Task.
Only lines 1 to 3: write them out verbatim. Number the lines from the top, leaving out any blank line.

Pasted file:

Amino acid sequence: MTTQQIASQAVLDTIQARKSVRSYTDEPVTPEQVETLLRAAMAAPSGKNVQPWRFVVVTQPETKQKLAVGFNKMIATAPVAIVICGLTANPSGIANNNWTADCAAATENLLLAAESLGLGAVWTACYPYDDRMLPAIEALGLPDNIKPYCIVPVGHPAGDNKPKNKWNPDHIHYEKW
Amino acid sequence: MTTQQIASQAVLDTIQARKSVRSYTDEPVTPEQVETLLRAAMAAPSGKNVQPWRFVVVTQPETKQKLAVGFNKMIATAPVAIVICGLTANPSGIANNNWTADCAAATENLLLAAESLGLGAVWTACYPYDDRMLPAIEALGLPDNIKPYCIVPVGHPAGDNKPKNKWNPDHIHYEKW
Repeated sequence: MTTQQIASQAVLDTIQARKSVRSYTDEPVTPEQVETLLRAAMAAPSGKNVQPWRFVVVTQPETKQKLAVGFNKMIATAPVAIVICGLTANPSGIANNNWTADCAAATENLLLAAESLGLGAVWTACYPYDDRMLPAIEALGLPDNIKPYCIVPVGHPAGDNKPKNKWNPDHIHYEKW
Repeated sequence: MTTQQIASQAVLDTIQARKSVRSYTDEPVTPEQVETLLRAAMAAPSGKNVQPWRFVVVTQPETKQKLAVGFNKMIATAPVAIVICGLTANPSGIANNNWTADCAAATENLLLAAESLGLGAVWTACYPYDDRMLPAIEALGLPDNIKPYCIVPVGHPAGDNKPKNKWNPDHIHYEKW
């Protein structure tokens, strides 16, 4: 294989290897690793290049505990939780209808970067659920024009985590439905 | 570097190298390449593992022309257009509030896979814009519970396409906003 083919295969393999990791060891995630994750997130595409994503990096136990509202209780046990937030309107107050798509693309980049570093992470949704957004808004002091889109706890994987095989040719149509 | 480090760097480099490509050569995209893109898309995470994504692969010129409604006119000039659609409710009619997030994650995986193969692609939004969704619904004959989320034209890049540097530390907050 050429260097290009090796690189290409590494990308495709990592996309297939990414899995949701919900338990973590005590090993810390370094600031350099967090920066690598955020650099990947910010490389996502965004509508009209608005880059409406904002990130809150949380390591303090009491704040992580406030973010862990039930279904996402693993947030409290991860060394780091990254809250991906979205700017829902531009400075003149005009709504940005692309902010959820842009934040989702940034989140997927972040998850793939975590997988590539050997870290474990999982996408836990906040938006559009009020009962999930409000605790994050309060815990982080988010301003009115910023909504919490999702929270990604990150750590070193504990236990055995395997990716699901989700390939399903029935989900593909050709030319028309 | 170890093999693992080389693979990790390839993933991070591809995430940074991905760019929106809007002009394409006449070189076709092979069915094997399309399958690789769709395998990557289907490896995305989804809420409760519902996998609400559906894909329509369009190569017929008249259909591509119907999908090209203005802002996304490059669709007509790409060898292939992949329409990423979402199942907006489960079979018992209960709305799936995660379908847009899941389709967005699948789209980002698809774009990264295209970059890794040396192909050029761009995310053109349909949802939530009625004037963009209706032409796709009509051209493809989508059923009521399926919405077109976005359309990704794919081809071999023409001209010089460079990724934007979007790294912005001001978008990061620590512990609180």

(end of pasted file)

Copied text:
Amino acid sequence: MTTQQIASQAVLDTIQARKSVRSYTDEPVTPEQVETLLRAAMAAPSGKNVQPWRFVVVTQPETKQKLAVGFNKMIATAPVAIVICGLTANPSGIANNNWTADCAAATENLLLAAESLGLGAVWTACYPYDDRMLPAIEALGLPDNIKPYCIVPVGHPAGDNKPKNKWNPDHIHYEKW
Amino acid sequence: MTTQQIASQAVLDTIQARKSVRSYTDEPVTPEQVETLLRAAMAAPSGKNVQPWRFVVVTQPETKQKLAVGFNKMIATAPVAIVICGLTANPSGIANNNWTADCAAATENLLLAAESLGLGAVWTACYPYDDRMLPAIEALGLPDNIKPYCIVPVGHPAGDNKPKNKWNPDHIHYEKW
Repeated sequence: MTTQQIASQAVLDTIQARKSVRSYTDEPVTPEQVETLLRAAMAAPSGKNVQPWRFVVVTQPETKQKLAVGFNKMIATAPVAIVICGLTANPSGIANNNWTADCAAATENLLLAAESLGLGAVWTACYPYDDRMLPAIEALGLPDNIKPYCIVPVGHPAGDNKPKNKWNPDHIHYEKW